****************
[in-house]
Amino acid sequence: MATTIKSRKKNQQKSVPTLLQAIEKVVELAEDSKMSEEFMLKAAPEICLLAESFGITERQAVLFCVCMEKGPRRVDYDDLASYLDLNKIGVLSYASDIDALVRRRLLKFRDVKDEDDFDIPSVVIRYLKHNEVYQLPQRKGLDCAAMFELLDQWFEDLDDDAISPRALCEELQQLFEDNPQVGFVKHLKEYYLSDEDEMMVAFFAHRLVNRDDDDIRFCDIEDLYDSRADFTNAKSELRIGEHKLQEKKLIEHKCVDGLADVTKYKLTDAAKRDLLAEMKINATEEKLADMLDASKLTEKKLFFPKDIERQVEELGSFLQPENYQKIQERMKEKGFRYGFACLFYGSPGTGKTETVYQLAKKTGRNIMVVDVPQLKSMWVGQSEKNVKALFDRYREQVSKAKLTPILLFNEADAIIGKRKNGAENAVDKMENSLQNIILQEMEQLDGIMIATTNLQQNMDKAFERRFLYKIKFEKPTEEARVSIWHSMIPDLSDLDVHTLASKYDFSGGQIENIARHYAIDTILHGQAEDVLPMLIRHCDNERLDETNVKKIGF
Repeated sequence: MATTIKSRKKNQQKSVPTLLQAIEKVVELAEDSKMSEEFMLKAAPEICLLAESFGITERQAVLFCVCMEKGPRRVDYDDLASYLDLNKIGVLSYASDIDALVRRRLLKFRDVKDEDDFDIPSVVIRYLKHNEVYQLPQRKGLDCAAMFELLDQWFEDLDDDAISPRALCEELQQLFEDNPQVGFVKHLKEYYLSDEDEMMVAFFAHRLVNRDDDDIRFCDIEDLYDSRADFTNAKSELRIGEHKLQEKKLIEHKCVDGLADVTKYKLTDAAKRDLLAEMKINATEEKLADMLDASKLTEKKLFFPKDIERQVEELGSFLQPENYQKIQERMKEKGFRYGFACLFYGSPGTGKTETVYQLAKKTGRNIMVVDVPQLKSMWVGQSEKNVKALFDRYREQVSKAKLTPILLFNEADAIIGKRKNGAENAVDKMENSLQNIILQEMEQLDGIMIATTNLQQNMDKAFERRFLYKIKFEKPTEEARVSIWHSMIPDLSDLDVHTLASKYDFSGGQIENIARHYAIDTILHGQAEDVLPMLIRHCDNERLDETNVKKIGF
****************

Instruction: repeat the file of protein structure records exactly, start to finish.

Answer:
[in-house]
Amino acid sequence: MATTIKSRKKNQQKSVPTLLQAIEKVVELAEDSKMSEEFMLKAAPEICLLAESFGITERQAVLFCVCMEKGPRRVDYDDLASYLDLNKIGVLSYASDIDALVRRRLLKFRDVKDEDDFDIPSVVIRYLKHNEVYQLPQRKGLDCAAMFELLDQWFEDLDDDAISPRALCEELQQLFEDNPQVGFVKHLKEYYLSDEDEMMVAFFAHRLVNRDDDDIRFCDIEDLYDSRADFTNAKSELRIGEHKLQEKKLIEHKCVDGLADVTKYKLTDAAKRDLLAEMKINATEEKLADMLDASKLTEKKLFFPKDIERQVEELGSFLQPENYQKIQERMKEKGFRYGFACLFYGSPGTGKTETVYQLAKKTGRNIMVVDVPQLKSMWVGQSEKNVKALFDRYREQVSKAKLTPILLFNEADAIIGKRKNGAENAVDKMENSLQNIILQEMEQLDGIMIATTNLQQNMDKAFERRFLYKIKFEKPTEEARVSIWHSMIPDLSDLDVHTLASKYDFSGGQIENIARHYAIDTILHGQAEDVLPMLIRHCDNERLDETNVKKIGF
Repeated sequence: MATTIKSRKKNQQKSVPTLLQAIEKVVELAEDSKMSEEFMLKAAPEICLLAESFGITERQAVLFCVCMEKGPRRVDYDDLASYLDLNKIGVLSYASDIDALVRRRLLKFRDVKDEDDFDIPSVVIRYLKHNEVYQLPQRKGLDCAAMFELLDQWFEDLDDDAISPRALCEELQQLFEDNPQVGFVKHLKEYYLSDEDEMMVAFFAHRLVNRDDDDIRFCDIEDLYDSRADFTNAKSELRIGEHKLQEKKLIEHKCVDGLADVTKYKLTDAAKRDLLAEMKINATEEKLADMLDASKLTEKKLFFPKDIERQVEELGSFLQPENYQKIQERMKEKGFRYGFACLFYGSPGTGKTETVYQLAKKTGRNIMVVDVPQLKSMWVGQSEKNVKALFDRYREQVSKAKLTPILLFNEADAIIGKRKNGAENAVDKMENSLQNIILQEMEQLDGIMIATTNLQQNMDKAFERRFLYKIKFEKPTEEARVSIWHSMIPDLSDLDVHTLASKYDFSGGQIENIARHYAIDTILHGQAEDVLPMLIRHCDNERLDETNVKKIGF